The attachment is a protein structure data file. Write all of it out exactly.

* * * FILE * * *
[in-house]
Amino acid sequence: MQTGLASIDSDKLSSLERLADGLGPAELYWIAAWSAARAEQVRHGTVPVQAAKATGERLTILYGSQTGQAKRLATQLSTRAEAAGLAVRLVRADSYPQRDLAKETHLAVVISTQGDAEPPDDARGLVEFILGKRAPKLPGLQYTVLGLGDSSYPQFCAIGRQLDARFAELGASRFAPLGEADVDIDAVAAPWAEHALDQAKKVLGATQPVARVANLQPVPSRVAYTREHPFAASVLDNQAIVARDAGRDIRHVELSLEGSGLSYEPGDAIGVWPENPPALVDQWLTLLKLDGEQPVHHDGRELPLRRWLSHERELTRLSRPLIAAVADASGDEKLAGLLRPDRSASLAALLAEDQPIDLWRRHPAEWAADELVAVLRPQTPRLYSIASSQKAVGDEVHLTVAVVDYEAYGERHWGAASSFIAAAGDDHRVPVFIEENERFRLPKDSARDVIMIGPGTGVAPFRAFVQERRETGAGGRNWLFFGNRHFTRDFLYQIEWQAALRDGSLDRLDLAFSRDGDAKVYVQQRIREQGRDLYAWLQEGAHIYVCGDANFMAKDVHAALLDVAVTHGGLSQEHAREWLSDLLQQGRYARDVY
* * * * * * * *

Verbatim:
[in-house]
Amino acid sequence: MQTGLASIDSDKLSSLERLADGLGPAELYWIAAWSAARAEQVRHGTVPVQAAKATGERLTILYGSQTGQAKRLATQLSTRAEAAGLAVRLVRADSYPQRDLAKETHLAVVISTQGDAEPPDDARGLVEFILGKRAPKLPGLQYTVLGLGDSSYPQFCAIGRQLDARFAELGASRFAPLGEADVDIDAVAAPWAEHALDQAKKVLGATQPVARVANLQPVPSRVAYTREHPFAASVLDNQAIVARDAGRDIRHVELSLEGSGLSYEPGDAIGVWPENPPALVDQWLTLLKLDGEQPVHHDGRELPLRRWLSHERELTRLSRPLIAAVADASGDEKLAGLLRPDRSASLAALLAEDQPIDLWRRHPAEWAADELVAVLRPQTPRLYSIASSQKAVGDEVHLTVAVVDYEAYGERHWGAASSFIAAAGDDHRVPVFIEENERFRLPKDSARDVIMIGPGTGVAPFRAFVQERRETGAGGRNWLFFGNRHFTRDFLYQIEWQAALRDGSLDRLDLAFSRDGDAKVYVQQRIREQGRDLYAWLQEGAHIYVCGDANFMAKDVHAALLDVAVTHGGLSQEHAREWLSDLLQQGRYARDVY